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Discussion in 'Trials' started by fiep, Aug 20, 2009.
Somehow I think Huzband might know that already...
However, what about others that may not even know about such an awesome link. I was on ADV a long time before I ever ventured outside of the trials forum.
Thanks for the nomination, I never new that link existed either.
This is my trials erector set.
4 railroad ties.
Several sections of re purposed porch railings.
Anytime I get bored with it, I just rearrange it.
That's a great idea! I gotta get something like that going over here...
Click pic for vid
Wow guy's I'm impressed. I always kind of thought of trials riding as a super small niche thing. I never actually heard of anyone doing it as a hobby. I may have made a mistake stumbling into this thread... may want another bike
The practice area is almost complete. You need one of those tires buried on end, not flat on the ground! Makes for a more realistic crash.
My dad and I have been building some stuff in his backyard. Thoughts on the setup or my technique?
Nice stuff you have there BP.
Only advice I have is to let your suspension do the work for you. What do I mean...impact/place the front wheel approximately 2/3 the way up the face of the obstacle and use the fork action (compression/rebound) to help you over the face, log, etc.
Plenty of good videos out there demonstrating the technique.
Thanks! I've managed to do that when I'm straight-on at the log, but when I'm not turned I haven't figured out how to let the suspension work that way. Maybe I need to get my floater down better so I can float it around more quickly then bounce it off the log?
You are doing great. Lots if guys will diss you for not hitting the front wheel but those are some different techniques. Aaaaaaand.......you will probably need them all at some time.
It looks to me like you have a small splat and floater going real well.
These could well develop into your "go to" method of getting over some stuff, but you will probably want to get the front wheel (and loading of the suspension) involved pretty soon.
Watch videos and figure out the double blip, zap, roll-up, etc and you will have a killer arsenal. Btw, your landing control over the entry zap is very impressive!
You could also do that obstacle as a roll up, zap or any number of things. I don't know if you are doing it without the kicker or not, but that is always a good goal.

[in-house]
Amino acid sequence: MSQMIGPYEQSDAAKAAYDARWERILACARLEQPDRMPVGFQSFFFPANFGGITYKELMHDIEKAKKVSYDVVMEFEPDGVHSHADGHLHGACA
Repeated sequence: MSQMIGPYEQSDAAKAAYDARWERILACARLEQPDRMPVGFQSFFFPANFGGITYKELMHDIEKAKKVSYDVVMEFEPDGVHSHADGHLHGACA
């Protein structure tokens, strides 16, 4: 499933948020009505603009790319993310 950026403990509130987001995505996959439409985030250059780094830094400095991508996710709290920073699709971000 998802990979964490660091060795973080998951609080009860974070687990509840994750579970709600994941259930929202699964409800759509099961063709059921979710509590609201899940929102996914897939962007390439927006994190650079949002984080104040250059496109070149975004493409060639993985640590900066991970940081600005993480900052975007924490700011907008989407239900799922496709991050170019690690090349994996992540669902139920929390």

Carry on and post more vids. I love backyard trials stuff!!!
Thanks, very helpful! I've zapped (I think that's what it's called, planted the front wheel really hard about 8" below the top of the face, gased it hard, hopped the rear about half way up, stuck it to the face, and rolled up and over) up the face without the kicker and splatted up with the kicker.
For control coming off the face I found that a fairly mild splatt where I just barely got it high and fast enough to clear comfortably worked well because then I didn't have much momentum to get rid of
Any ideas for additional obstacles or things we can build? We have lots of space, but almost all of it flat and sandy. We have many more boards of the same type used for the wood face/triangle thing. I was thinking about another triangle similar to the one we have, but taller (the current one is 3', I was thinking of a 4' version) with maybe a bridge to connect the two.
There are lots of ideas in this thread but in addition to that, I would work my ass off on sandy turns. They are a great indicator if you have things right and we get most of our points up here with loose turns. Ups are big fun, but loose turns seem to get the most points at anything less than expert level.
BP, No "dissing" intended in my comments, just saying that using the bike's suspension to clear obstacles will pay huge dividends at the end of a 36 section competition when you're dogged tired.
As for ideas, check out the video from my place a couple of weekends ago. At @ 4:20 into the video you'll see some of the stuff I built for my stadium section. And yes, all of this and much more is in my backyard.
Sorry, not responsible for the music. I personally like to hear the motor noise. Learn a lot more from listening to that than music.
"Dissing" is not how I meant it. I get a load of crap around here every time my front wheel doesn't make solid contact on anything remotely resembling an up.
You know who you are!!
The splatter (whether with a kicker or without) is IMO a valuable move to learn.
They are fun, they work ,where sometimes nothing else will, and besides that..........all of the top dawgs use them when the going gets huge.
This sport is really fun in that you can get through sections using techniques that other don't and vice-versa.
Pretty much outs himself!!!